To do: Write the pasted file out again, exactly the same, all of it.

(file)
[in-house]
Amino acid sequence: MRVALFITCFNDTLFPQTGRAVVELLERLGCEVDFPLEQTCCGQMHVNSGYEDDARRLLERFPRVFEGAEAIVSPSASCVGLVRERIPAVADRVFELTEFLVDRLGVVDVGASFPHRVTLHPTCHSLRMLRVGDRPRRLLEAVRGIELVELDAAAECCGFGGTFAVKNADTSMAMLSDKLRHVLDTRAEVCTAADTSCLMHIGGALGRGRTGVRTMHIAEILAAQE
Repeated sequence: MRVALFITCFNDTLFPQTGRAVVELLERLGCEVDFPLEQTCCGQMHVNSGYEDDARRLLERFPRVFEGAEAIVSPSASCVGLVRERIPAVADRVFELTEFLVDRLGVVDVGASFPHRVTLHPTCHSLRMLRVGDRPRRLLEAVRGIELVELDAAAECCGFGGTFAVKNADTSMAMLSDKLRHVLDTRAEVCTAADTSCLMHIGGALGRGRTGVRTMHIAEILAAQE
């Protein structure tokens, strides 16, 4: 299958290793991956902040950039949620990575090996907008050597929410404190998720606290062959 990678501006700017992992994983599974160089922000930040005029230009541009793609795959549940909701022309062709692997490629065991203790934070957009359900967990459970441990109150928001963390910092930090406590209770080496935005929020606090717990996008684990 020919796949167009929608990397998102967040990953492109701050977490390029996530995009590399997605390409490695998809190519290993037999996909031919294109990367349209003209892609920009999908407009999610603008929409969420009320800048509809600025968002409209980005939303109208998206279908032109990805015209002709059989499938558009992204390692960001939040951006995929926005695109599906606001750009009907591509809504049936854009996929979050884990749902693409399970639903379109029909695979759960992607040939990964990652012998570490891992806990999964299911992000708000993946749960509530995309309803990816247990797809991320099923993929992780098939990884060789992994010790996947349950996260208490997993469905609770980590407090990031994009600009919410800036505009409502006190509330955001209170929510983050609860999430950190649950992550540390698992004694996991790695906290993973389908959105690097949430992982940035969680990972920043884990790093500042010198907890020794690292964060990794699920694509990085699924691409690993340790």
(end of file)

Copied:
[in-house]
Amino acid sequence: MRVALFITCFNDTLFPQTGRAVVELLERLGCEVDFPLEQTCCGQMHVNSGYEDDARRLLERFPRVFEGAEAIVSPSASCVGLVRERIPAVADRVFELTEFLVDRLGVVDVGASFPHRVTLHPTCHSLRMLRVGDRPRRLLEAVRGIELVELDAAAECCGFGGTFAVKNADTSMAMLSDKLRHVLDTRAEVCTAADTSCLMHIGGALGRGRTGVRTMHIAEILAAQE
Repeated sequence: MRVALFITCFNDTLFPQTGRAVVELLERLGCEVDFPLEQTCCGQMHVNSGYEDDARRLLERFPRVFEGAEAIVSPSASCVGLVRERIPAVADRVFELTEFLVDRLGVVDVGASFPHRVTLHPTCHSLRMLRVGDRPRRLLEAVRGIELVELDAAAECCGFGGTFAVKNADTSMAMLSDKLRHVLDTRAEVCTAADTSCLMHIGGALGRGRTGVRTMHIAEILAAQE
């Protein structure tokens, strides 16, 4: 299958290793991956902040950039949620990575090996907008050597929410404190998720606290062959 990678501006700017992992994983599974160089922000930040005029230009541009793609795959549940909701022309062709692997490629065991203790934070957009359900967990459970441990109150928001963390910092930090406590209770080496935005929020606090717990996008684990 020919796949167009929608990397998102967040990953492109701050977490390029996530995009590399997605390409490695998809190519290993037999996909031919294109990367349209003209892609920009999908407009999610603008929409969420009320800048509809600025968002409209980005939303109208998206279908032109990805015209002709059989499938558009992204390692960001939040951006995929926005695109599906606001750009009907591509809504049936854009996929979050884990749902693409399970639903379109029909695979759960992607040939990964990652012998570490891992806990999964299911992000708000993946749960509530995309309803990816247990797809991320099923993929992780098939990884060789992994010790996947349950996260208490997993469905609770980590407090990031994009600009919410800036505009409502006190509330955001209170929510983050609860999430950190649950992550540390698992004694996991790695906290993973389908959105690097949430992982940035969680990972920043884990790093500042010198907890020794690292964060990794699920694509990085699924691409690993340790």